I have previously reviewed Baume’s debut novel, Spill Simmer Falter Wither, about a troubled man and his relationship with his dog.
This is my 20th for #TBR21 in which I’m planning to read 21 books from my TBR between 1 January and 31 May 2021. I purchased it secondhand from Elizabeth’s Bookshop, here in Fremantle, on 8 May this year.
14 thoughts on “‘A Line Made By Walking’ by Sara Baume”
I read this in December 2017 and according to Goodreads I gave it 4 stars so I must have liked it quite a bit. But, even after reading your review, I have absolutely no memory of the book at all. Odd how some books that I read 20 or 25 years ago I can recall in vivid detail, and yet others are forgotten within a few months!
It’s probably because not much really happens in it… there’s next to no plot or big event… there’s hardly any characters in it to recall either. It’s mainly interior monologue, so I could understand why this one might not stick.
Oh well done for nearly finishing your TBR challenge! I don’t fancy this one but a great review anyway.
Thanks for noticing progress with my #TBR21 challenge. I actually read 22 books… I just need to play catch up with my reviews.
LikeLiked by 1 person
I still haven’t read any Sara Baume, despite having copies of both her novels. Have your ead Spill Simmer?
Yes, I put a link to Spill Simmer at the end of this review. It’s a standout read. More powerful than this one, I think, but there are similar themes re: nature and not fitting in.
LikeLiked by 1 person
I’m really looking forward to reading this one, I first encountered her work last work with her wonderful nonfiction work Handiwork and then went on to read Spill Simmer Wither Falter and it took me a while to accept the protagonist because I felt like I was in some sense still reading a nonfiction account! I love her writing and the place of art/craft within it.
Just finished reading this and absolutely loved it, I read both her novels this year, after starting with her nonfiction title mentioned above, and I must say I think she may be one of my favourite writers now. Looking forward to Seven Steeples that will be published in April 2022. I do think encountering her narrative nonfiction first has had a significant effect on the way her fiction is received.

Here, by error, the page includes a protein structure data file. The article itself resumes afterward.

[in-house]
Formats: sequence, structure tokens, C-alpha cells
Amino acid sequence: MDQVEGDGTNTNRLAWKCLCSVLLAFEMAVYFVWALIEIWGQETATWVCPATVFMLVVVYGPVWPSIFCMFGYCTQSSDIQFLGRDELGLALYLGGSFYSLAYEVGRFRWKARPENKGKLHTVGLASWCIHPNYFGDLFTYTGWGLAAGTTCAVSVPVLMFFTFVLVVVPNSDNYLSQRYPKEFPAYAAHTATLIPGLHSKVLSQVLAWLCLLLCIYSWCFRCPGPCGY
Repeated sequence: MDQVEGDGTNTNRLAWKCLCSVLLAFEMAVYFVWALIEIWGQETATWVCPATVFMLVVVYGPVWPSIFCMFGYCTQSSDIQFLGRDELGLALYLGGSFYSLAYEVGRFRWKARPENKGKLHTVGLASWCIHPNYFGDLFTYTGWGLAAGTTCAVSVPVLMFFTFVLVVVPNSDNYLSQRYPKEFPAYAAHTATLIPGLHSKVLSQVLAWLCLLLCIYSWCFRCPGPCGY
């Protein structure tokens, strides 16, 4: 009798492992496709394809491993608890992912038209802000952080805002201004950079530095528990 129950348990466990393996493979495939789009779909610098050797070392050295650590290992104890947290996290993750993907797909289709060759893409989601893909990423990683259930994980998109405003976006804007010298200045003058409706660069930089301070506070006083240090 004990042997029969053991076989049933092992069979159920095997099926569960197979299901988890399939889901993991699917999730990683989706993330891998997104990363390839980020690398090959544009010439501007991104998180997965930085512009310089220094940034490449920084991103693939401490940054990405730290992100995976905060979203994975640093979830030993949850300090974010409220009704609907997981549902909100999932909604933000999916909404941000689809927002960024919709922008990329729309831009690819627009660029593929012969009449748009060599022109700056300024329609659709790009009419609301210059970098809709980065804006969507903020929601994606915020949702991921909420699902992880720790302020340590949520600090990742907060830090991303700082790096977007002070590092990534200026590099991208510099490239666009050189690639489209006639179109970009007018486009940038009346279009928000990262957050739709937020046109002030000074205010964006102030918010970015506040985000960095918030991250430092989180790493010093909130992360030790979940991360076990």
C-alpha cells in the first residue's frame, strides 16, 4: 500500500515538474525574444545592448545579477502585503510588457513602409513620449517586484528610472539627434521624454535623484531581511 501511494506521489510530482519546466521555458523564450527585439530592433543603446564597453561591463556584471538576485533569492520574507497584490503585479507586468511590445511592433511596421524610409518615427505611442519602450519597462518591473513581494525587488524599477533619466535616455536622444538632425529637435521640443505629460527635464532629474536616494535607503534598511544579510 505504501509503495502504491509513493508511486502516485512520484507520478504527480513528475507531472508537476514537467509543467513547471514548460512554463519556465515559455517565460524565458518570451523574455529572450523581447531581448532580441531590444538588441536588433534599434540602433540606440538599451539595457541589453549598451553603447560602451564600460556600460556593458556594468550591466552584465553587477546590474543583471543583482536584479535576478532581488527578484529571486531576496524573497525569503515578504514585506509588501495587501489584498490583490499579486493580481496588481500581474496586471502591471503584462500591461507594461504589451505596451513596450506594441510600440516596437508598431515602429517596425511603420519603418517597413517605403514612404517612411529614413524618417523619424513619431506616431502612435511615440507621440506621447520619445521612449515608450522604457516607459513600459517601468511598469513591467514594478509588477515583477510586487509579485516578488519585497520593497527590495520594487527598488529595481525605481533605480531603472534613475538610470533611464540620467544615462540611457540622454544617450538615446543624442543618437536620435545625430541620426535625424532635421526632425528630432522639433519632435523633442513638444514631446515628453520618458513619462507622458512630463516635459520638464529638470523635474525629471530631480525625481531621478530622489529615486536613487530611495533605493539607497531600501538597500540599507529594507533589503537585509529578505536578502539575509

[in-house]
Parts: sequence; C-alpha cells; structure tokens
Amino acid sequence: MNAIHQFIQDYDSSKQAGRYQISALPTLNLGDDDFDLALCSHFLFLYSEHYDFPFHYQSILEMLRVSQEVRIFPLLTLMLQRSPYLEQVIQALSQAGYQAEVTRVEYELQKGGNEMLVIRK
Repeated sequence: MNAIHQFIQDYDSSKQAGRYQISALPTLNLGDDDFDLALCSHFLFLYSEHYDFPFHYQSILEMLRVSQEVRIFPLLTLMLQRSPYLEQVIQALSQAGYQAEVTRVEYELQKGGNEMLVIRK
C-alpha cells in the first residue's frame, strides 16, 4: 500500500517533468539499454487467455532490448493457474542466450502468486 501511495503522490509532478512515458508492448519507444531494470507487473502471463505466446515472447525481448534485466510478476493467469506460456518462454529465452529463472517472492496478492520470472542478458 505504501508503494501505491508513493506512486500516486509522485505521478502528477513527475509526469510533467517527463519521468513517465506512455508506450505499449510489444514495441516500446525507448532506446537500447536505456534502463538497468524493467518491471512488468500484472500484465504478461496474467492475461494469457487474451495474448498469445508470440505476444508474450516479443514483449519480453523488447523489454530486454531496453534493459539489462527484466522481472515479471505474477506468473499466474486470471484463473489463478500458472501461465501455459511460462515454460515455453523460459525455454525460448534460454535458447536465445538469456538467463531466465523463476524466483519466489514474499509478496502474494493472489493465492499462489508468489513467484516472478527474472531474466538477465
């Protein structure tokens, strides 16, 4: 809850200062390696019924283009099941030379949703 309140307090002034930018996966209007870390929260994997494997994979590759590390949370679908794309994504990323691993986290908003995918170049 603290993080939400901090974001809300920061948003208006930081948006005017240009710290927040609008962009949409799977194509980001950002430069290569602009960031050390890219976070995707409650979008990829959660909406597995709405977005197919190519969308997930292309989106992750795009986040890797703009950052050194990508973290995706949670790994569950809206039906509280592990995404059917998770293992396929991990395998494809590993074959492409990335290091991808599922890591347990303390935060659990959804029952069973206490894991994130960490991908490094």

I’ve just finished reading Gail Jones’ Our Shadows (no review just yet) and am struck by that brief allusion to this character finding it unfulfilling to work as a gallery attendant. It sounds great, to someone who wants a career in the arts, but (says Jones) no matter how wonderful the art, seeing it there every day makes it wear thin. I was reminded of the bored gallery attendants I’ve seen in iconic European museums, and now I feel sorry for hem!
Personally I could not think of a more boring job. Anything that involves sitting / standing still and not being creative in some way would be the death of me. I once did 6 months on a monthly magazine as an acting production editor and for three weeks a month I would have nothing to do while the last week of the month was crazy-busy putting everything to press. I hated it. The boredom in the three weeks killed me. (Needless to say when I finished my 6 month contract and they offered me the role full time, I turned it down.)
Looking forward to reading your review…
I would hate that too, but even more, I would hate the slow death of delight in the art work. When I’m in front of a great piece of art, my heart beats faster, my brain is in overdrive and I am saving the experience to my mental hard-drive so that I can retrieve the wonder of it any time I like. To lose that, to be bored by a wonderful piece of art would be like failing to be moved by a beautiful piece of music.
True, but you’re assuming the people working those jobs are interested in art.